Red Cross breaks silence on Guantanamo prisoners to lambast US approach

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The Red Cross said yesterday that it had noticed a "worrying deterioration" in the mental health of the prisoners held at Guantanamo Bay. It also criticised the Bush administration for refusing to allow the men access to lawyers or impose a legal framework.

Breaking its silence more than 18 months after the first of the 660 or so alleged Taliban or al-Qa'ida prisoners were incarcerated at the prison camp, the International Committee of the Red Cross (ICRC) said more than 30 suicide attempts by prisoners was evidence something was badly wrong. It said it had decided to speak out - an extremely unusual step - because ongoing negotiations with the Bush administration had failed to get results. A spokeswoman said: "Since they have been at Guantanamo Bay they have effectively been put beyond the law. Effectively, none of the prisoners knows their fate. There is no information about how long they are going to be there. We have been able to witness the impact of this. There has been a serious deterioration in their psychological well-being."

The ICRC, along with campaigners and lawyers for the prisoners, nine of whom are British citizens, have appealed to the Bush administration to either charge or release the men. The Pentagon has announced that six of the prisoners, including two Britons and an Australian, have been selected to be tried by military tribunal. There have been reports that in the absence of legal advice the men have entered into plea bargains, agreeing to plead guilty to various offences in exchange for reduced sentences.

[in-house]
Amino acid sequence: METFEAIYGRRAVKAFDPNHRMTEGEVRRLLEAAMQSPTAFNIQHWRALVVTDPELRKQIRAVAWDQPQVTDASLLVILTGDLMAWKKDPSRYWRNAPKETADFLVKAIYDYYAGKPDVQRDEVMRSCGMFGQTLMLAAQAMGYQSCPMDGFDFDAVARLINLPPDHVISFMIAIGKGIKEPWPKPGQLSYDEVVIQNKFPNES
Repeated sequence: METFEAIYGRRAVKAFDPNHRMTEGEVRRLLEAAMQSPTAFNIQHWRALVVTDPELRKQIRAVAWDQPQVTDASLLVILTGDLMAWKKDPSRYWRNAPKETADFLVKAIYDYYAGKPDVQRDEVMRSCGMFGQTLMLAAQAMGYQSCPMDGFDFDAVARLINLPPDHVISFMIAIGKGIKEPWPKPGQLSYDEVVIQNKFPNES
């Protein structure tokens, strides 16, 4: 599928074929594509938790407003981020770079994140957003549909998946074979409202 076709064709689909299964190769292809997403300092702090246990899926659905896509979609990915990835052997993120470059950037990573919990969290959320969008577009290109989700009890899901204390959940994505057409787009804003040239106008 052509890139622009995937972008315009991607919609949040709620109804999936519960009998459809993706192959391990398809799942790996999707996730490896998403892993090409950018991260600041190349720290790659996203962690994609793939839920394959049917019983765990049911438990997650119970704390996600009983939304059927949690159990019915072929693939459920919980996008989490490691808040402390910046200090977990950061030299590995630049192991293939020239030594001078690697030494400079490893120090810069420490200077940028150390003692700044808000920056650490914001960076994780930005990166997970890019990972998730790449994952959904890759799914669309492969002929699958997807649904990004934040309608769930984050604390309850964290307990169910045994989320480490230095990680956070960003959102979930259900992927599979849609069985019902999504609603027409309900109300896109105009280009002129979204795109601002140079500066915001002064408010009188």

The ICRC, the only independent organisation to have visited the prisoners, said the most frequently asked question by prisoners was related to their future.

Yesterday, Azmat Begg, the father of Mozzam Begg, 35, one of the Britons facing trial by a military tribunal, said the prisoners were being treated like "caged dogs". Mr Begg, from Sparkbrook, Birmingham, said: "This is what I have been trying to say for two years. All of these prisoners are suffering so much stress and torture. My son doesn't have any connection with the outside world and is being kept in solitary confinement. If you live in those circumstances and then you are brought before a military court you will do exactly what you are told to do."

He added: "He should be brought back to the UK where he can receive the support of his family and have medical treatment to establish whether he is fit to stand trial."

Louise Christian, representing the second Briton facing trial, Feroz Abbasi, 23, said an assessment of her client by a Pentagon-appointed psychologist suggested he had been suffering from depression.

¿ A former Muslim chaplain at Guantanamo Bay has been charged with improperly handling classified information, the US military said yesterday. Army Captain James Yee was charged with two counts of failing to obey a lawful order. He is one of three people arrested in an espionage inquiry.